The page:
Identity Fraud Prevention



A great way to keep tabs on your identity, and find out FAST if someone is opening accounts or credit cards in your name, is by checking your credit report.  And now you can do it for free! A recent amendment to the federal Fair Credit Reporting Act (FCRA) requires each of the nationwide consumer reporting companies to provide you with a free copy of your credit report, at your request, once every 12 months, from

TIP:  Since you get one free report from each of the 3 bureaus per year, do not request them all at once.  Spread them out, since you then get three free "snapshots" of your credit per year - all the better to thwart Identity Theft! 

How ProGrowth Bank Protects Your Identity

Don’t Get Phished!

Take some simple precautions to avoid getting netted by Internet ‘Phishing’ scams!

Protecting Yourself Against E-mail Fraud

Internet "phishing" scams are one of the fastest-growing frauds today. Phishing typically involves a bogus e-mail message that uses legitimate materials, such as a company's Web site graphics and logos, in an attempt to entice email recipients to provide personal financial details, such as credit card and Social Security numbers.

Financial institutions, government agencies, retailers, credit card companies and many other organizations have seen their Web site graphics, including corporate logos and other materials, "borrowed" by fraudsters intent on tricking consumers into divulging personal financial information by responding to an official-looking, but entirely bogus, e-mail. Like many cons and scams, phishing preys on the unwary. Here's how you can keep your guard up, and help fight back against this form of fraud.


  • Never respond to an unsolicited e-mail that asks for detailed financial information. Know whom you are dealing with.

  • Report anything suspicious to the proper authorities. Alert the company or government agency identified in the suspect e-mail through a Web address or telephone number that you know is legitimate.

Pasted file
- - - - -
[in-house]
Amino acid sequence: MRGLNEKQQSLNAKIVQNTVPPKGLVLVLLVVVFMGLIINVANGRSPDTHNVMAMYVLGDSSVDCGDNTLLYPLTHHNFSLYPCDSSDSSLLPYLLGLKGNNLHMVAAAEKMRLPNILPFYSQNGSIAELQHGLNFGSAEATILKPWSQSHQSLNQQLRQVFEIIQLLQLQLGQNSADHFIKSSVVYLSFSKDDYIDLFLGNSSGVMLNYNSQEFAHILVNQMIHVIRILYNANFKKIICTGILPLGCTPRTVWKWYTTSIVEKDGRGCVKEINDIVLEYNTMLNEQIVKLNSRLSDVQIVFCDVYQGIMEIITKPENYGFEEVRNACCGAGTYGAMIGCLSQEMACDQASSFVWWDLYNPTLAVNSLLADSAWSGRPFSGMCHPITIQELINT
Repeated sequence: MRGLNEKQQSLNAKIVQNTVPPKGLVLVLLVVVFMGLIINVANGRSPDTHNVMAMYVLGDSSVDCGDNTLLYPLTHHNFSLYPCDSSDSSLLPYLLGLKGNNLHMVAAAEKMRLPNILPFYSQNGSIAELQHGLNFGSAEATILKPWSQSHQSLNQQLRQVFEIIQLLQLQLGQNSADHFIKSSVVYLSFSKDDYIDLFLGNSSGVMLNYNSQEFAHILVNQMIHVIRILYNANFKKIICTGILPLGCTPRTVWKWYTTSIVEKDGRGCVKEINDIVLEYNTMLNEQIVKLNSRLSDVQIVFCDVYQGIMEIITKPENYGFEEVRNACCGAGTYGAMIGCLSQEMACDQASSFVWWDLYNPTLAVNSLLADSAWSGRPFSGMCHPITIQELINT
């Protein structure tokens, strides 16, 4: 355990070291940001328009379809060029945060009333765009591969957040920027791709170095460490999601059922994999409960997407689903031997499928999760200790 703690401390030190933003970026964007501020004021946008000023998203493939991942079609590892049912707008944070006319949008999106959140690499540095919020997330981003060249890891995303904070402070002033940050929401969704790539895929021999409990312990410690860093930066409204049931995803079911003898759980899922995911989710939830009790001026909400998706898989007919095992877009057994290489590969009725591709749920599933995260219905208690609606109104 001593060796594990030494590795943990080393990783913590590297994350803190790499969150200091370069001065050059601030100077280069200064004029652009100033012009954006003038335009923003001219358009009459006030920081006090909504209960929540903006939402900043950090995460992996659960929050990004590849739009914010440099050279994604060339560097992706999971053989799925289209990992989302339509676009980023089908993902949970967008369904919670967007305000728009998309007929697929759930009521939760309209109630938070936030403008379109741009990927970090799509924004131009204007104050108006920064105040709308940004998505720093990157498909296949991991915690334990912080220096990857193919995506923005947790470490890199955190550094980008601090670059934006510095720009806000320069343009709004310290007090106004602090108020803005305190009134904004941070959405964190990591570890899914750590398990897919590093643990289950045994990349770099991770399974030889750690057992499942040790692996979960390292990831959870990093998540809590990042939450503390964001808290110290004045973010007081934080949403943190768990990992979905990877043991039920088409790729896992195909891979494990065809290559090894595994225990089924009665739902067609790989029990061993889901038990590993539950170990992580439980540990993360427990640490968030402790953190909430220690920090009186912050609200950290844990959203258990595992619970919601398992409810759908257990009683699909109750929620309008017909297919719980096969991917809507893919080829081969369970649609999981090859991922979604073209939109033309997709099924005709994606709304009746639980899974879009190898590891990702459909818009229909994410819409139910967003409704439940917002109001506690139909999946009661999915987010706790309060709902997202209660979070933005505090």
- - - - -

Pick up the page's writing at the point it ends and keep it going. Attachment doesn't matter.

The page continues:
• You can also contact the Internet Crime Complaint Center at, a partnership between the FBI and the National White Collar Crime Center-if you think you have received a phishing e-mail or have been directed to a "phishy-looking" Web site.


The Department of justice advises e-mail users to "stop, look and call" if they receive a suspicious email.

STOP. Resist the urge to immediately respond to a suspicious e-mail-and to provide the information requested-despite urgent or exaggerated claims.

LOOK. Read the text of the e-mail several times and ask yourself why the information requested would really be needed.

CALL. Telephone the organization identified, using a number that you know to be legitimate.


If you believe that you have provided sensitive financial information about yourself through a phishing scam, you should:

  • Immediately contact your financial institution.

  • Contact the three major credit bureaus and request that a fraud alert be placed on your credit report. The credit bureaus and phone numbers are: Equifax, 1-800-525-6285; Experian, 1-888-397-3742; and TransUnion, 1-800-680-7289.

  • File a compliant with the Federal Trade Commission at

Consumers should never provide their personal information in response to an unsolicited telephone call, fax, letter, e-mail or Internet advertisement, says the Federal Deposit insurance Corp.

The bottom line: Don’t get hooked by fraudulent phishing attempts!

Cybersecurity Guide for Businesses

Cybersecurity Guide for Financial Institution Customers